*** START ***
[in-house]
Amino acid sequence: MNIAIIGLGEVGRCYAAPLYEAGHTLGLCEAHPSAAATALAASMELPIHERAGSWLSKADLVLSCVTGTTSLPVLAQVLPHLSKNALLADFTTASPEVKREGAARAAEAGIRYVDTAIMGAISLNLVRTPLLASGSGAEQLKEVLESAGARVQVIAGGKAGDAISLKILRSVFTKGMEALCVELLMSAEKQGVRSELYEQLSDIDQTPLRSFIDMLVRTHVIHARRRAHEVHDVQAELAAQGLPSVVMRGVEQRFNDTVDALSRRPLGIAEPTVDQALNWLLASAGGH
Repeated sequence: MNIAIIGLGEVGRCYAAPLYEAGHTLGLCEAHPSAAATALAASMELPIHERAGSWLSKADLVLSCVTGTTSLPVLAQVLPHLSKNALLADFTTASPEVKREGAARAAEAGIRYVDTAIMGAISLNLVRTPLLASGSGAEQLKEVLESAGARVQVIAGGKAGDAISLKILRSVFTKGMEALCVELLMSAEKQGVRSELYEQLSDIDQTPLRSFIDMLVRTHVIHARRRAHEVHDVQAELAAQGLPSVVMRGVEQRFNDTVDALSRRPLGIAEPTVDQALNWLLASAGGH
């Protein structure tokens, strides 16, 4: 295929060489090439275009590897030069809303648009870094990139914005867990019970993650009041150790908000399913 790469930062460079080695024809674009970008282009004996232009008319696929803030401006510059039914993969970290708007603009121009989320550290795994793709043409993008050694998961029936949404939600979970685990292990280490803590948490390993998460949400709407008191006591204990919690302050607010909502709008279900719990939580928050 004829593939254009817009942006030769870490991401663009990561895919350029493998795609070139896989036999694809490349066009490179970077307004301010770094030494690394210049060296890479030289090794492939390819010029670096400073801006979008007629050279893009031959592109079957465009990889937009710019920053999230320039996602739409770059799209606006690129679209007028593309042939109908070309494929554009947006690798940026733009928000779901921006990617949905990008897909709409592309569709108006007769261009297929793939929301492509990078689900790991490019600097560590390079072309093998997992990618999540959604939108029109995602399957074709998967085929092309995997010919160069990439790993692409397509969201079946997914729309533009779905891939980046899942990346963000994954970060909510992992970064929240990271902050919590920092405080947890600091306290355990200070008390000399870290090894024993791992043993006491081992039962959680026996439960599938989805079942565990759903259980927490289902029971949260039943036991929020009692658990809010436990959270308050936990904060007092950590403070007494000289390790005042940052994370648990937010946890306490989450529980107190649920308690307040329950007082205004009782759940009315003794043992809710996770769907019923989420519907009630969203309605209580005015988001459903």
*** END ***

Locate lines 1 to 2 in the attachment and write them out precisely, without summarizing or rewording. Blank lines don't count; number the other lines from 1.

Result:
[in-house]
Amino acid sequence: MNIAIIGLGEVGRCYAAPLYEAGHTLGLCEAHPSAAATALAASMELPIHERAGSWLSKADLVLSCVTGTTSLPVLAQVLPHLSKNALLADFTTASPEVKREGAARAAEAGIRYVDTAIMGAISLNLVRTPLLASGSGAEQLKEVLESAGARVQVIAGGKAGDAISLKILRSVFTKGMEALCVELLMSAEKQGVRSELYEQLSDIDQTPLRSFIDMLVRTHVIHARRRAHEVHDVQAELAAQGLPSVVMRGVEQRFNDTVDALSRRPLGIAEPTVDQALNWLLASAGGH